Brokerage Ops

D&I in Four Parts

Key Takeaways from The Council’s diversity and inclusion seminars
By McKenna Beery

Research shows that companies with more diverse and inclusive work environments do better financially and enjoy higher employee engagement with more productive and satisfied workers. With these statistics in mind, The Council hosted four seminars over the course of June with the goal of helping member firms implement and improve their D&I efforts. Topics included unconscious bias, how to create an inclusive culture, and best practices in attracting and retaining diverse talent.

Combating Unconscious Bias in the Workplace

Katherin Nukk-Freeman, co-founder, president and chief culture officer of SHIFT HR Compliance Training, led the first seminar and explored the impact unconscious bias brings to the work environment. Unconscious bias is assumptions about social identities that, without our awareness, shape our judgments about ability, potential and character. These biases exist because of our socialization and experiences, thus causing automatic associations.

Key Takeaways:
• While exercising the unconscious, there are multiple ways to see an object or situation, but we default to only one, and cognitive “illusions” rely on our stored knowledge. Don’t make assumptions in the workplace.
• The Implicit Association Test (IAT) is a powerful predictor of how we act in spontaneous situations. It measures our actual attitude on an unconscious level.
• You can overcome unconscious bias through using organizational structure, measuring results, being aware of subtle messages and enacting individual analysis and action.

Creating an Inclusive Culture

Richard Schaeff of White Men as Full Diversity Partners led the second seminar and examined the dominant culture of U.S. business. Schaeff explained how outsiders (typically women and men of color) are expected to accept certain social norms—often times set by insiders who may not realize the “rules” they are establishing.

Key Takeaways:
• Diversity is the mix of all the ways we are both similar and different, while inclusion is making the mix work. Implementing D&I practices in the workplace is a journey, not a destination. You will make mistakes, but be courageous.
• For most people, being an “outsider” lowers their sense of self, and that shows up in their work. Work on noticing when you are an insider versus an outsider, and use your privileges to include outsiders when they are being excluded. If you want to shift the culture, you have to challenge assumptions.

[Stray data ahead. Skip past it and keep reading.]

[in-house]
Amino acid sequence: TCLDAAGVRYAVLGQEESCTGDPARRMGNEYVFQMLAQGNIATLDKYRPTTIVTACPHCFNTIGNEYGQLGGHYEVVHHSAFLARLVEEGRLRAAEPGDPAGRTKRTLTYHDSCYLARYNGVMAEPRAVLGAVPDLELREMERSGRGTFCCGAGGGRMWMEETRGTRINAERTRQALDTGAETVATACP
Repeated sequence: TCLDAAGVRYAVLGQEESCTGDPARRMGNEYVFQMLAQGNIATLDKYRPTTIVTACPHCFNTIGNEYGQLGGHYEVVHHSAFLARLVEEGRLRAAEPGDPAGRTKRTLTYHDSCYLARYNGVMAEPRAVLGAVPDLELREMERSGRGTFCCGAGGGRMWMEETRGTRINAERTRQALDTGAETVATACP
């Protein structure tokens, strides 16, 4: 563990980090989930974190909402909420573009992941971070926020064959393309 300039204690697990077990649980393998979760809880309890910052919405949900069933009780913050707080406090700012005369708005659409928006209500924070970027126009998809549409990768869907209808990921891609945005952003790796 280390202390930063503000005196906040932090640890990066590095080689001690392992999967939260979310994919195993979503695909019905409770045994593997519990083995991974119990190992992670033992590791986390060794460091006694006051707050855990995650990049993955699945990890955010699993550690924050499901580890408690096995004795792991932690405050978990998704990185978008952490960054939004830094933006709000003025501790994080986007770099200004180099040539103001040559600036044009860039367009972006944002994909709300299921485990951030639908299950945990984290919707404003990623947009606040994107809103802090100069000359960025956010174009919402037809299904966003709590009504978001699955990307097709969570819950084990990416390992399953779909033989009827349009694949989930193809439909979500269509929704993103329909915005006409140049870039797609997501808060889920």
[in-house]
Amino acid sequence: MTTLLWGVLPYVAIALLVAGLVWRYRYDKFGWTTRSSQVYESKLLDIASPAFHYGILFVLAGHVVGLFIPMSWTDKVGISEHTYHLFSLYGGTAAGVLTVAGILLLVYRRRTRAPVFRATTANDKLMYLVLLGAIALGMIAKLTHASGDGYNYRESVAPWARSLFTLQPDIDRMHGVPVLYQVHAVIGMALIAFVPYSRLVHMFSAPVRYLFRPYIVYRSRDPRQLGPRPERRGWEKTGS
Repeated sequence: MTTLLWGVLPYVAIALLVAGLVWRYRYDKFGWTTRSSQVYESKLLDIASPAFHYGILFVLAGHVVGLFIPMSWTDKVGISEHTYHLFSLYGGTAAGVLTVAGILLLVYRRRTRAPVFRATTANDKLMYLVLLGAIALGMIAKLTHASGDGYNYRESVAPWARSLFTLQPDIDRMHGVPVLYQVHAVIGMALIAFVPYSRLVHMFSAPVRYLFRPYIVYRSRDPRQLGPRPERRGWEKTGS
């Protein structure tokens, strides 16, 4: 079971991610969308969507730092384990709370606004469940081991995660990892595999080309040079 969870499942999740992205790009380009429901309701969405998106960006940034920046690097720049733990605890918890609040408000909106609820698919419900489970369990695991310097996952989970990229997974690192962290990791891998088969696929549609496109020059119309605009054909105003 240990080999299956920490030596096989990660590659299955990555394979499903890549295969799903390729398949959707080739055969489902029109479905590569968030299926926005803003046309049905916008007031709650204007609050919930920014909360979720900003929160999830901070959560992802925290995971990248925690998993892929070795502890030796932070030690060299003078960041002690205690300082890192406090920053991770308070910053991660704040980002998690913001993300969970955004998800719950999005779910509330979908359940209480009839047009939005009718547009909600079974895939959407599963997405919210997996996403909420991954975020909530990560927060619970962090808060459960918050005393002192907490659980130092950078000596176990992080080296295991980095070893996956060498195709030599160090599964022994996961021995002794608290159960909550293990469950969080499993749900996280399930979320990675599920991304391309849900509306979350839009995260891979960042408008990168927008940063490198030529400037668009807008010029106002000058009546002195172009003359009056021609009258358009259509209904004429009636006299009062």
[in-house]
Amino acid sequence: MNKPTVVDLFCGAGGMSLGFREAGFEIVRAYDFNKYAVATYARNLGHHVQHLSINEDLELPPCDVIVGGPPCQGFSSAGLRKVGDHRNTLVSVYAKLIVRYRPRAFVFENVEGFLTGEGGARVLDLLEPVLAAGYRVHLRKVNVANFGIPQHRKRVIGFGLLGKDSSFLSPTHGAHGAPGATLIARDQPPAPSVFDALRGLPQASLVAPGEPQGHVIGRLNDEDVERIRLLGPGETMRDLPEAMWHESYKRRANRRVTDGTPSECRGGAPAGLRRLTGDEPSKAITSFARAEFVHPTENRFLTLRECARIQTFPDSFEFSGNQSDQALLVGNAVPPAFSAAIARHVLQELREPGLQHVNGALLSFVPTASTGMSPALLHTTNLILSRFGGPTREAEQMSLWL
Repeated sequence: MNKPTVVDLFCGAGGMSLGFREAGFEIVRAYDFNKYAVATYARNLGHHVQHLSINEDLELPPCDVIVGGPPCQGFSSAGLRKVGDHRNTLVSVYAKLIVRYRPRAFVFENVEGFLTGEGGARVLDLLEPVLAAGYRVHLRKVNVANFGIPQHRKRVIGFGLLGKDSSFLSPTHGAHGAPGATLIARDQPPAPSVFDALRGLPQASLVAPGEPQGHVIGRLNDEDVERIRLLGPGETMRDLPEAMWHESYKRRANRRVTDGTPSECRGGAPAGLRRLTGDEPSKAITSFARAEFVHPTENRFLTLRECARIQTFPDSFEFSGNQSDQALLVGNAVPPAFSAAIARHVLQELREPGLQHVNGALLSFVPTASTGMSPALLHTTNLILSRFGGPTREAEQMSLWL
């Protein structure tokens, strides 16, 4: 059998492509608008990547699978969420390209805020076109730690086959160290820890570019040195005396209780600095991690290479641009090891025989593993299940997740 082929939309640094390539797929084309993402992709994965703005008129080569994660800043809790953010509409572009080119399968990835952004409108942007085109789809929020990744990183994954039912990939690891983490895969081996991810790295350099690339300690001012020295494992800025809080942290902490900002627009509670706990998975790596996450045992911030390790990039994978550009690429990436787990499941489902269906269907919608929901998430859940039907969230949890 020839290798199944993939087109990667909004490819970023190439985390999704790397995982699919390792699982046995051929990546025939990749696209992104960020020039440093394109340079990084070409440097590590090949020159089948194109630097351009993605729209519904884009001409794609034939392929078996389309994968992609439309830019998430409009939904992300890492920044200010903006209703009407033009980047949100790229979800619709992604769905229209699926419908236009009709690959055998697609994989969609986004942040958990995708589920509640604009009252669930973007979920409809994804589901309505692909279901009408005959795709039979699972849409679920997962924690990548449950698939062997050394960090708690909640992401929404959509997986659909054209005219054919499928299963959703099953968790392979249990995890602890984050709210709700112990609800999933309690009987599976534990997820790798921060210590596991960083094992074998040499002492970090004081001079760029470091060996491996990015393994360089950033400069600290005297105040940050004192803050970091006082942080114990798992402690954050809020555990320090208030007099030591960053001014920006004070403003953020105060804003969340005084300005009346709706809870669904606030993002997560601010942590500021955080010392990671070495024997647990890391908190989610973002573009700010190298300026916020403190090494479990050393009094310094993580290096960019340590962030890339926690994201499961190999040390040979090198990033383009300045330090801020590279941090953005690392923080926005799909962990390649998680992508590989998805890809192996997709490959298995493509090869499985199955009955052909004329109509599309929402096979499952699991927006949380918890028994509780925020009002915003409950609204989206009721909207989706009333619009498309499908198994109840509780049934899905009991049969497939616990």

Attracting and Retaining Diverse Talent

Dr. Kevin England, a senior consultant with Jennifer Brown Consulting, led the third seminar, focusing on where to find and how to attract a diverse talent pool. Organizations should develop a plan for long-term sustainability in these areas.

Key Takeaways:
• It is important to hire with diversity in mind.
• By unpacking unconscious bias, one is able to eliminate the biases that can sneak into the recruiting process.
• Each step in the Talent Life Cycle (TLC) has to be done well in order to retain employees.

The ROI of D&I Initiatives

Dr. Edward Hubbard, president and CEO of Hubbard & Hubbard, Inc., rounded out the course by highlighting how to calculate the ROI of D&I initiatives on an organization’s performance.

Key Takeaways:
• Measuring the impact of D&I initiatives and demonstrating the financial return on investment is imperative in maintaining funding and gaining support of programs.
• Align your organization’s inclusion definition and drivers with strategic organizational goals.
• Improving employee engagement results in greater profits, a better culture and a higher talent retention.

Implementing D&I practices in the workplace is a journey, not a destination. You will make mistakes, but be courageous.

Next on The Council’s D&I agenda is a special diversity and inclusivity program being held on Tuesday, Sept. 24 in Washington D.C., at Council headquarters. This program is in partnership with the worldwide 2019 Dive In Festival and will explore the impact of unconscious bias on the work environment through the use of virtual reality.

For more information, contact The Council’s Julia Ruiz, The Council’s senior director of leadership & management resources.

McKenna Beery is an intern with Leader’s Edge and a student in the College of Journalism and Communications at the University of Florida.

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